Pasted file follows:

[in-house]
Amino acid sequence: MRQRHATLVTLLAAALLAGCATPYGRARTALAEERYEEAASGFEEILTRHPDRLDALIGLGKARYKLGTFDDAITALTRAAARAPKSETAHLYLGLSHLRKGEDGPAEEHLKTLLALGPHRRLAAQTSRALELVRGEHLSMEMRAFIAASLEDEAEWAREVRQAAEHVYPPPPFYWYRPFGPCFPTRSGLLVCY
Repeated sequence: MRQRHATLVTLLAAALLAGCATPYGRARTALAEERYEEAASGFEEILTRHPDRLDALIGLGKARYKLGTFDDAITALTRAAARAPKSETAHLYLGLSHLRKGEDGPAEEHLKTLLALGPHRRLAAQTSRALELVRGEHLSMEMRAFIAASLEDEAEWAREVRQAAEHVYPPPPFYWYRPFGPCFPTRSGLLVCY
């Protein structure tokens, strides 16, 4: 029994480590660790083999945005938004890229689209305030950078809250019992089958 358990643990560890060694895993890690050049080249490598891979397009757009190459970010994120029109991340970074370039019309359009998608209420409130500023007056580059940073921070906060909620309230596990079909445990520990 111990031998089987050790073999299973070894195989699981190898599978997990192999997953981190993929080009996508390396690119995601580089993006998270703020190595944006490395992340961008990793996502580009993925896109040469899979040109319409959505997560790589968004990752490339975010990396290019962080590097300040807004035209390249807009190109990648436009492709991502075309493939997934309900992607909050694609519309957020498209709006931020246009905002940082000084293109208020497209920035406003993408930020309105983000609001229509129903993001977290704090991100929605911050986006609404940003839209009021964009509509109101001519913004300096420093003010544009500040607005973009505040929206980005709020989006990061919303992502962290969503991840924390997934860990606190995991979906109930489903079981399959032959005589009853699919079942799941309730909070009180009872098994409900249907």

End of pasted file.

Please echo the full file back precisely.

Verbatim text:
[in-house]
Amino acid sequence: MRQRHATLVTLLAAALLAGCATPYGRARTALAEERYEEAASGFEEILTRHPDRLDALIGLGKARYKLGTFDDAITALTRAAARAPKSETAHLYLGLSHLRKGEDGPAEEHLKTLLALGPHRRLAAQTSRALELVRGEHLSMEMRAFIAASLEDEAEWAREVRQAAEHVYPPPPFYWYRPFGPCFPTRSGLLVCY
Repeated sequence: MRQRHATLVTLLAAALLAGCATPYGRARTALAEERYEEAASGFEEILTRHPDRLDALIGLGKARYKLGTFDDAITALTRAAARAPKSETAHLYLGLSHLRKGEDGPAEEHLKTLLALGPHRRLAAQTSRALELVRGEHLSMEMRAFIAASLEDEAEWAREVRQAAEHVYPPPPFYWYRPFGPCFPTRSGLLVCY
């Protein structure tokens, strides 16, 4: 029994480590660790083999945005938004890229689209305030950078809250019992089958 358990643990560890060694895993890690050049080249490598891979397009757009190459970010994120029109991340970074370039019309359009998608209420409130500023007056580059940073921070906060909620309230596990079909445990520990 111990031998089987050790073999299973070894195989699981190898599978997990192999997953981190993929080009996508390396690119995601580089993006998270703020190595944006490395992340961008990793996502580009993925896109040469899979040109319409959505997560790589968004990752490339975010990396290019962080590097300040807004035209390249807009190109990648436009492709991502075309493939997934309900992607909050694609519309957020498209709006931020246009905002940082000084293109208020497209920035406003993408930020309105983000609001229509129903993001977290704090991100929605911050986006609404940003839209009021964009509509109101001519913004300096420093003010544009500040607005973009505040929206980005709020989006990061919303992502962290969503991840924390997934860990606190995991979906109930489903079981399959032959005589009853699919079942799941309730909070009180009872098994409900249907």